Big does not always equal profitable. Many of the world’s largest companies have no profits – we’re looking at you, Uber – or decelerating or surprisingly small earnings for companies of their size.

Fortune, long a reliable supplier of lists about corporations, has sized up the most profitable companies in the world.

Here’s the top five.


by Megan Leonhardt, Fortune

Many companies struggled with profitability last year as the effects from the COVID-19 pandemic hit the bottom line of businesses worldwide.

In fact, 69 of the Fortune Global 500 companies lost a combined $275 billion in profits in 2020 — the median loss of which was approximately $1.44 billion.

Even Walmart, which claimed the top spot on the Fortune Global 500 for the eighth consecutive year, saw a 9.2% decline in year-over-year profits.

The big box corporation doesn’t even break the top five on Fortune’s Global 500 most profitable list.

So then it’s perhaps even more of an achievement for the companies that managed to reach the status of “most profitable.”

Here’s a list of the top five companies, ranked by their 2020 profits.

1. Apple

  • Profts: $57.4 billion
  • Revenues: $274.5 billion
  • Rank on Fortune’s Global 500 list: 6

After a two-year absence, Apple regained the title of Fortune’s Global 500’s “most profitable” company. The iPhone maker earned more than $57 billion in profits in 2020 — a 3.9% gain from 2019.

The technology company capped off a record quarter in September, for which CEO Tim Cook creditedrecord sales of its Mac and iPad products.

And those profits didn’t even include the latest iPhone 12 earnings, which are Apple’s first 5G-enabled iPhone lineup.

2. Saudi Aramco

  • Profts: $49.3 billion
  • Revenues: $229.8 billion
  • Rank on Fortune’s Global 500 list: 14

Saudi Aramco, officially the Saudi Arabian Oil Company, slipped to the #2 spot after spending two years atop Fortune’s “most profitable” companies list.

The company brought in nearly $50 billion in profits in 2020, marking a more than 44% drop from the year prior thanks to the global effects of the Covid-19 pandemic.

Saudi Aramco noted that the pandemic was one of the most challenging periods for the oil and gas industry because revenues were significantly impacted by lower crude oil prices and fewer volumes sold.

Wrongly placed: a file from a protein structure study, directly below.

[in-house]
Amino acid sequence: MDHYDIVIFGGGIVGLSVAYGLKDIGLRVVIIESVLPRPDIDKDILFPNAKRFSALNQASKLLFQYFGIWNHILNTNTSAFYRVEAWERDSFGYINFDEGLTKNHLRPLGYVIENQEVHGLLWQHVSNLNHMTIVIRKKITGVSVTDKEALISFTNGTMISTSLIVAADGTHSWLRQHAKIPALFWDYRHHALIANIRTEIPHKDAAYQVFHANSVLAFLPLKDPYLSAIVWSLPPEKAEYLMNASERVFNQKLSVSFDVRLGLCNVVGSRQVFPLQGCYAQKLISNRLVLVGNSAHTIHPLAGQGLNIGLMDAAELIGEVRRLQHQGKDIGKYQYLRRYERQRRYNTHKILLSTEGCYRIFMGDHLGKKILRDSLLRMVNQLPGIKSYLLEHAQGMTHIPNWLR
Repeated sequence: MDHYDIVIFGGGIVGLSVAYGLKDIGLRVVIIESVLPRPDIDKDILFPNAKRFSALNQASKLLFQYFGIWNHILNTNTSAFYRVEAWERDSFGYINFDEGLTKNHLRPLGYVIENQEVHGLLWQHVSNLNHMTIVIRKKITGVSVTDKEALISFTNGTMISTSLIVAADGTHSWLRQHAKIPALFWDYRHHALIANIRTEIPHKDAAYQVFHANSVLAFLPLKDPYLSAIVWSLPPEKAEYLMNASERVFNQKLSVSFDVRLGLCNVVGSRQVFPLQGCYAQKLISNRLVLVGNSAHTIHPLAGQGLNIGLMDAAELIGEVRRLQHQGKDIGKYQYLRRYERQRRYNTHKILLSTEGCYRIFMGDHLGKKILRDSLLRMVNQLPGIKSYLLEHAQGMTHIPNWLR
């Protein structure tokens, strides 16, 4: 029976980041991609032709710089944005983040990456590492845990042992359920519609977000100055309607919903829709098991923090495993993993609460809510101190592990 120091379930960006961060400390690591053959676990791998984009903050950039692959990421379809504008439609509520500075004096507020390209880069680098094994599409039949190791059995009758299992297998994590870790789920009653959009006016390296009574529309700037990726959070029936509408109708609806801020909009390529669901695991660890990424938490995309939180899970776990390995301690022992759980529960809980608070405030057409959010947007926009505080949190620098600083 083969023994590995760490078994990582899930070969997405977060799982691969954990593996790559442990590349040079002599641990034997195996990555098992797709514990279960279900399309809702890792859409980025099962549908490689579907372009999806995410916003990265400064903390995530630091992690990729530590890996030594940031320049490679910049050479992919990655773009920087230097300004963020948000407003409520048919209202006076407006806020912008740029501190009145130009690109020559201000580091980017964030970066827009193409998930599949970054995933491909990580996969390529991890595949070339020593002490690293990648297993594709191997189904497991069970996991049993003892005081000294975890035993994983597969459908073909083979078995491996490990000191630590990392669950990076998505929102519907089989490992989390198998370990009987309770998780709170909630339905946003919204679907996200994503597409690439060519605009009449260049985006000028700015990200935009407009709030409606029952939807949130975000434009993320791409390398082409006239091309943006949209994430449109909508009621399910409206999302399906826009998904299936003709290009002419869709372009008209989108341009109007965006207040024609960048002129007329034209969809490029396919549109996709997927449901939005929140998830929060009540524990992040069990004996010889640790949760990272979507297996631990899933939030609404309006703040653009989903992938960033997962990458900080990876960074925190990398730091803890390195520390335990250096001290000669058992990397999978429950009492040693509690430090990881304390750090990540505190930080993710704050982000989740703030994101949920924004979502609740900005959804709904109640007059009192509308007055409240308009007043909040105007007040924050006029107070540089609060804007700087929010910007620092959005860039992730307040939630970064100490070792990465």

3. SoftBank Group

  • Profts: $47.1 billion
  • Revenues: $56.2 billion
  • Rank on Fortune’s Global 500 list: 184

SoftBank may have blundered with its investment in WeWork, dropping its valuation of the office space company to $2.9 billion last year after reportedly investing $18.5 billion, but the Japanese-based company still ranked third for profits among Fortune’s Global 500 companies.

Last year, SoftBank brought in approximately $47 billion in profits in 2020, a turnaround from a year prior when it posted its largest-ever net loss.

Part of the winning strategy came down to the fact that several SoftBank-backed companies, including insurance-provider Lemonade and food delivery app DoorDash, pulled off successful IPOs last year.

SoftBank has a roughly 27% stake in Lemonade and a 20% stake in DoorDash.

4. Industrial & Commercial Bank of China

  • Profits: $45.8 billion
  • Revenues: $182.8 billion
  • Rank on Fortune’s Global 500 list: 20

The world’s largest bank by assets, the Industrial & Commercial Bank of China, grew its net profit 1.3% year-over-year, ending 2020 with approximately $45.8 in profits.

But the earnings increase came at the end of a tumultuous year for the lender, which saw earnings pick up steam in the last three months of 2020 as the economic recovery from the COVID-19 pandemic took hold.

5. Microsoft

  • Profits: $44.2 billion
  • Revenues: $143.0 billion
  • Rank on Fortune’s Global 500 list: 33

Tech giant Microsoft brought in $44 billion in profits last year, up 12.8% from a year prior. Much of that is due to Microsoft’s prominent role in the software and cloud industries with products such as Teams and Azure.

CEO Satya Nadella also noted Microsoft’s “breakthrough quarter for gaming” during the fourth quarter, reporting that Microsoft’s Xbox content and services revenue rose 65%, thanks to the popularity of the company’s Minecraft video game and more people staying home during the pandemic.